Not too many decades ago armchair travelers could read about distant, even uncharted places of the world, often told from cautionary, fantastical perspectives. That is, those places were distant and uncharted relative to travelers situated in northern, western, industrialized armchairs. To those who actually lived in those “distant, even uncharted places”, their geography was (obviously) neither distant nor uncharted.
Nonetheless, book-bound adventurers of the past could conjure mysterious parts of the Earth precisely because those places offered limited human contact. Those hazy, foreign places offered little informational transaction for those who considered themselves educated and worldly—an irony of the first order. In distant seas, there be dragons. “In Xanadu did Kubla Khan a stately pleasure-dome decree.”
There are still places largely unknown to most people on Earth, and many of them are also places that most people are unlikely ever to travel, even for good cause or deep motivation. These include the vast stretches of water- filled basins around the world more commonly called oceans. These also include the forbidding frozen spaces of Antarctica. Everywhere else on the planet, while perhaps far from developed urbanization, has largely been charted. There’s almost nowhere on Earth that hasn't been explored to one degree or another. While some people still speculate that there may be a few indigenous groups in the Amazon yet to be discovered by technologically advanced researchers, the wider view is that we now know where everybody is and, with insufficient insight or respect, how everyone lives. Our maps now extend everywhere and that’s enough to call the matter settled.
What does this do for creativity? Can we imagine fantastical, extraordinary places anymore now that we’ve collectively seen it all, mapped it all, can call up any spot on the planet in a web browser on our handheld device? The well-travelled fantasy worlds of pop-culture—Middle Earth; a galaxy far, far away; The Matrix— are themselves products of lifetimes spent considering the heretofore mysterious, non-English speaking places. Now that we know there are no floating cities, that there are no magicians practicing in mountain redoubts, where do we turn to find fuel for our imaginations? What becomes of the eternal city over the horizon, ready to enchant us with sights and sounds we can hardly imagine? Where do we find our minds wandering about what’s yet to be revealed?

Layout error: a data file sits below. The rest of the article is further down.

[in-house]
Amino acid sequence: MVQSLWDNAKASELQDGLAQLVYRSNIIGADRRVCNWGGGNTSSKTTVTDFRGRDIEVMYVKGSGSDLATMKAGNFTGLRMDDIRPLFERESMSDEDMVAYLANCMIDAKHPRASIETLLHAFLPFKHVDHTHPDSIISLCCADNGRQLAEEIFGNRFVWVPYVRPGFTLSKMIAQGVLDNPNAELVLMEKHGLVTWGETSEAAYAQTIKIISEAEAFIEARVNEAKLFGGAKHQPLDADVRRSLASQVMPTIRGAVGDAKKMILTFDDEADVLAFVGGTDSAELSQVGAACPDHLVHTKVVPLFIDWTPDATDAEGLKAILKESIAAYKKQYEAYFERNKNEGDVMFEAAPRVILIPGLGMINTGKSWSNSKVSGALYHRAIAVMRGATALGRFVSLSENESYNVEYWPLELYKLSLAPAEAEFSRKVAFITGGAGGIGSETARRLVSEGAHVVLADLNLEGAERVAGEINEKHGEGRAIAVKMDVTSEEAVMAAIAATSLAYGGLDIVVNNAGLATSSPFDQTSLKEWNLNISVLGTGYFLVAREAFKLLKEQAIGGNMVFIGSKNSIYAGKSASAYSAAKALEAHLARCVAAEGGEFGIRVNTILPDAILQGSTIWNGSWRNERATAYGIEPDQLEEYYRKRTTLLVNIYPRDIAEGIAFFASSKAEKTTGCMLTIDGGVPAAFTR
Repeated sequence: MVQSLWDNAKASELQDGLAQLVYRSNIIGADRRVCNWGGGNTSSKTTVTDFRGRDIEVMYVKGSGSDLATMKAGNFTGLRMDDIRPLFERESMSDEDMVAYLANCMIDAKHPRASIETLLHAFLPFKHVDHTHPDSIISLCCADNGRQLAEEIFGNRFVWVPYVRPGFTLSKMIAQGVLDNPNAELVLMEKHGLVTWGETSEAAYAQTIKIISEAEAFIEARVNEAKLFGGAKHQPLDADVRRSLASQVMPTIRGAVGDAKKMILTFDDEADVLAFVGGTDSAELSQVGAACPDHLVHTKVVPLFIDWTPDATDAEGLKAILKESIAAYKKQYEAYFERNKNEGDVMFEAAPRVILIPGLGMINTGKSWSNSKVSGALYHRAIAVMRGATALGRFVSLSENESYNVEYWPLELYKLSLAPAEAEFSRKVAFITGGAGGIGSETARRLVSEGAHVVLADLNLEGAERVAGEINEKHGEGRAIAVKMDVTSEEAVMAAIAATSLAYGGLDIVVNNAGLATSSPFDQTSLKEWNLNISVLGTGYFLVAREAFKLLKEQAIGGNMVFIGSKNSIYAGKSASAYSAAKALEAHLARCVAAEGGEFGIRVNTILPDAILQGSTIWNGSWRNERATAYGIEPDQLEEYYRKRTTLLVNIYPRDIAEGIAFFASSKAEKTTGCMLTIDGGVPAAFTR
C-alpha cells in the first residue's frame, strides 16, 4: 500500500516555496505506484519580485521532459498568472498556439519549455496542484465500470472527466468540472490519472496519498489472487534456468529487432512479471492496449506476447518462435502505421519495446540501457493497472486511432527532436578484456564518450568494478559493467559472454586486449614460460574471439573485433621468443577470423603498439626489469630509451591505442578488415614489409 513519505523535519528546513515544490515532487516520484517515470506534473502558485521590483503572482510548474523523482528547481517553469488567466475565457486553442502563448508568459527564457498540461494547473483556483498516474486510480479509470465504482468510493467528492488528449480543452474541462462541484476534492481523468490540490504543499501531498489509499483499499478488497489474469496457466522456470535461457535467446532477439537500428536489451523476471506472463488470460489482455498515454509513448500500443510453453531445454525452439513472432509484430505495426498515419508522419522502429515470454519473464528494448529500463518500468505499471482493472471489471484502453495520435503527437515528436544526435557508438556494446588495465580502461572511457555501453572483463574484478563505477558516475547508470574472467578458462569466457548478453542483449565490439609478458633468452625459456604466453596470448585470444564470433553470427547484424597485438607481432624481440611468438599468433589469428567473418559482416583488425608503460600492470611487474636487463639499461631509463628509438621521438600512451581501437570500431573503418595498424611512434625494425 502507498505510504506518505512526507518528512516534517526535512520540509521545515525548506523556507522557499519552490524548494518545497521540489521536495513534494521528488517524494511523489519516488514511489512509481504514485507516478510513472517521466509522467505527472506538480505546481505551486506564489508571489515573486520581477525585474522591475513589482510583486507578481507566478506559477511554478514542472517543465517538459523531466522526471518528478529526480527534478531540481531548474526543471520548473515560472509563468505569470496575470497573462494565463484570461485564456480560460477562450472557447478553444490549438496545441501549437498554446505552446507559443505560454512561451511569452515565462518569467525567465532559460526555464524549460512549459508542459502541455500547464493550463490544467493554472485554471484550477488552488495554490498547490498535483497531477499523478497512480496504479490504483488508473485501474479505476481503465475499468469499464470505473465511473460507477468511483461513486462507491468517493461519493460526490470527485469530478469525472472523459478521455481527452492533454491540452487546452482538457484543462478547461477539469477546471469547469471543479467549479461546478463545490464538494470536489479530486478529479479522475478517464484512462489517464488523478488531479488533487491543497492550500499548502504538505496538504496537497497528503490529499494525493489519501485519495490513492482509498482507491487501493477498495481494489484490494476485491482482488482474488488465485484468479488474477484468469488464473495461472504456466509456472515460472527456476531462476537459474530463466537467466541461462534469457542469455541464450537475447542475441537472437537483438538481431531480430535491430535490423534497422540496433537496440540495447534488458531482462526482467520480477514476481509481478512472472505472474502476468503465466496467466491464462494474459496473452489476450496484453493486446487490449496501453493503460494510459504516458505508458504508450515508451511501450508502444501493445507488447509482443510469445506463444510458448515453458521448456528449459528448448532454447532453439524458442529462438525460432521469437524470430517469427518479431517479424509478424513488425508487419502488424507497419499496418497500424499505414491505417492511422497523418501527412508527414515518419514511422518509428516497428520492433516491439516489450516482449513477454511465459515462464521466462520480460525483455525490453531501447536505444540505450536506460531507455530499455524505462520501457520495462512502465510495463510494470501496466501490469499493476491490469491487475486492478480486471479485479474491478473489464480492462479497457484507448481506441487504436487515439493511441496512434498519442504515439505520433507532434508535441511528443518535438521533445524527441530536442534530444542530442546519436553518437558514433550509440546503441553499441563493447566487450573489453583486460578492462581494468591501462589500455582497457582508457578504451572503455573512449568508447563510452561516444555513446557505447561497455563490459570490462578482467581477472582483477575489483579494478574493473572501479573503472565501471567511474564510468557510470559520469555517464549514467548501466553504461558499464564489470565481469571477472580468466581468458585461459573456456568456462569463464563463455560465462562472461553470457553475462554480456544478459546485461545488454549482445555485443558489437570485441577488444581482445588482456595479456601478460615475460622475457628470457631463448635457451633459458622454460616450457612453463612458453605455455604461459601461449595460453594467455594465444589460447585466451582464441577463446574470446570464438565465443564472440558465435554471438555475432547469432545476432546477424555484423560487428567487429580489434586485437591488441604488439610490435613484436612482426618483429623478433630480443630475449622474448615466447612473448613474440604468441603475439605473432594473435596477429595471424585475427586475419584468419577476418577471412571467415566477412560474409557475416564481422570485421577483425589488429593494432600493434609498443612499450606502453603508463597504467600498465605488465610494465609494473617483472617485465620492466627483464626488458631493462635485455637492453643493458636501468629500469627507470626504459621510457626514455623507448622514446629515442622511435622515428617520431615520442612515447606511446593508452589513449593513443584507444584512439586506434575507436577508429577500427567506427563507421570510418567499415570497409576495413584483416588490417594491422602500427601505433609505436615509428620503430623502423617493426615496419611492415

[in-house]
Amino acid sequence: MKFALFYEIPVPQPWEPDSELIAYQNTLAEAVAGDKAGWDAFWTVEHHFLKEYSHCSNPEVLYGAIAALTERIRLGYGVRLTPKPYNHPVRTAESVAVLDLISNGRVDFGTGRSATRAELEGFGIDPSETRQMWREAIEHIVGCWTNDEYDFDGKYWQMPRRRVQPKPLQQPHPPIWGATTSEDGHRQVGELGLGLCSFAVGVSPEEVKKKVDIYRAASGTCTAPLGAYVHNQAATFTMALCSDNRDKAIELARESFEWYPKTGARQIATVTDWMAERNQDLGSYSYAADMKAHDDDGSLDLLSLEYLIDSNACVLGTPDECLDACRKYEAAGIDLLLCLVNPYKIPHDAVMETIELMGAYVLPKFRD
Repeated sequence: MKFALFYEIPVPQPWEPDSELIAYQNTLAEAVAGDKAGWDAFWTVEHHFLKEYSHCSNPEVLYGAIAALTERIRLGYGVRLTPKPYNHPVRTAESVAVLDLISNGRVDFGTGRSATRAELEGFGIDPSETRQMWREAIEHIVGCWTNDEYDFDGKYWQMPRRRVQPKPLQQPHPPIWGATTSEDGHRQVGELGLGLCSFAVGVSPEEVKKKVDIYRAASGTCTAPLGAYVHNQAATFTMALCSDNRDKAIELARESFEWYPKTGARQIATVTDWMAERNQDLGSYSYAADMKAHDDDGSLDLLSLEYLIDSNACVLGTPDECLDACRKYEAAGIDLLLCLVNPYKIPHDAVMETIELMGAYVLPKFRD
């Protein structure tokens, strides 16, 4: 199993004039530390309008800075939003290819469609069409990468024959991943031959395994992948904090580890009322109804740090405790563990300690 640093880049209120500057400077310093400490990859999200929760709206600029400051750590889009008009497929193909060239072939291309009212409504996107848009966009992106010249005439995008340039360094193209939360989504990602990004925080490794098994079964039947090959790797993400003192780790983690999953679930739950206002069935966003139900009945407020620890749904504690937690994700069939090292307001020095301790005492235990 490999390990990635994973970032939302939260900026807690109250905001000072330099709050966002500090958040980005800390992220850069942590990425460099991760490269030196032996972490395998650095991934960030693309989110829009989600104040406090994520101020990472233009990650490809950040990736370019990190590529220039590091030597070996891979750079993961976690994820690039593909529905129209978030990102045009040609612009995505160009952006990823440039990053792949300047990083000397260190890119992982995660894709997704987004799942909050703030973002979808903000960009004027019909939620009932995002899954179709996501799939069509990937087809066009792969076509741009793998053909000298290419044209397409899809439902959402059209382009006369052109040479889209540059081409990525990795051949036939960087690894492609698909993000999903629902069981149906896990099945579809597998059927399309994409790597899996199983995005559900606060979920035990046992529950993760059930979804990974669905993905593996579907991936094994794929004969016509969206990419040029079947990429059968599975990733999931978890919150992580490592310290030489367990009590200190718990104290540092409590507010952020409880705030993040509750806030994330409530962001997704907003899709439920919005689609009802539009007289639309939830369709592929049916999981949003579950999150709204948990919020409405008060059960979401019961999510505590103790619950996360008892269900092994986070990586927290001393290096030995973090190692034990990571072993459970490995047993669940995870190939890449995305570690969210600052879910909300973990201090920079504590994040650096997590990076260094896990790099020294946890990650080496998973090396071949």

This changes the narrative of imagination, for starters. Simply put, we are forced to imagine harder. We are forced to imagine with greater nuance and complexity, asked to be more knowledgeable and astute. By knowing the latitude and longitude of every centimeter on our planet, we must imagine new ways those places intersect. We must ask ourselves what discoveries might happen with the people we encounter right here, in the world we think we already know. A 19th century reader wondered what strange rituals enabled survival in dark jungles far away. A 21st century reader should wonder what rituals enable survival in a country where lifetime employment is no guarantee and educational excellence depends on who’s evaluating the merits of what you know. How might we imagine a refugee from a disadvantaged, malnourished nation becoming a geneticist? How might we imagine the implications of biodiversity becoming a multi-national priority?
There are still uncharted realms. The difference is that many exist in the spaces we already occupy, in territories through which we travel every day. With dark places on the map now revealed, we may have to imagine harder, but we also have opportunities to image deeper.